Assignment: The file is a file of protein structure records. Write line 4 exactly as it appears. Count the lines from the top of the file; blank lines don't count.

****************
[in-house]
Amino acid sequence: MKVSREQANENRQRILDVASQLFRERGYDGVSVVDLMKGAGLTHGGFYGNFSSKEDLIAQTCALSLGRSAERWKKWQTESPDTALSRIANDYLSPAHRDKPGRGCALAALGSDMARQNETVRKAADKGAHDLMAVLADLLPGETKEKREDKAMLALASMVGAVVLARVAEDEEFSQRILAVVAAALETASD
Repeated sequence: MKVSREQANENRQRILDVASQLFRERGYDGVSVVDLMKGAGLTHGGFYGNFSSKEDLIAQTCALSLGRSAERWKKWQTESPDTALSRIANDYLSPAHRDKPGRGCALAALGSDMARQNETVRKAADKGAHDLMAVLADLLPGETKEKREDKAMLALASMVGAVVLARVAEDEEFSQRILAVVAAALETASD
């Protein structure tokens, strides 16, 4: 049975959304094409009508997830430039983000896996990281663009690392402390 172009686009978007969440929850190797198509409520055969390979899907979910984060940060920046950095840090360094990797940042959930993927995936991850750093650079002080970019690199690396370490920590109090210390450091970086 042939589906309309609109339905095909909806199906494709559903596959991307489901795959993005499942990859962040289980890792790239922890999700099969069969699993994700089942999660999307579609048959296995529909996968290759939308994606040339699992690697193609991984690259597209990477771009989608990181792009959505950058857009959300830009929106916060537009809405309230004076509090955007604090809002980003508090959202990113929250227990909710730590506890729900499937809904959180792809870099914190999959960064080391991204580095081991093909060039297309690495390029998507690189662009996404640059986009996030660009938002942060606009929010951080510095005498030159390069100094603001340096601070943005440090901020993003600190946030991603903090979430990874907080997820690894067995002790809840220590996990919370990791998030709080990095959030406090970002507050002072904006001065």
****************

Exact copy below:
């Protein structure tokens, strides 16, 4: 049975959304094409009508997830430039983000896996990281663009690392402390 172009686009978007969440929850190797198509409520055969390979899907979910984060940060920046950095840090360094990797940042959930993927995936991850750093650079002080970019690199690396370490920590109090210390450091970086 042939589906309309609109339905095909909806199906494709559903596959991307489901795959993005499942990859962040289980890792790239922890999700099969069969699993994700089942999660999307579609048959296995529909996968290759939308994606040339699992690697193609991984690259597209990477771009989608990181792009959505950058857009959300830009929106916060537009809405309230004076509090955007604090809002980003508090959202990113929250227990909710730590506890729900499937809904959180792809870099914190999959960064080391991204580095081991093909060039297309690495390029998507690189662009996404640059986009996030660009938002942060606009929010951080510095005498030159390069100094603001340096601070943005440090901020993003600190946030991603903090979430990874907080997820690894067995002790809840220590996990919370990791998030709080990095959030406090970002507050002072904006001065």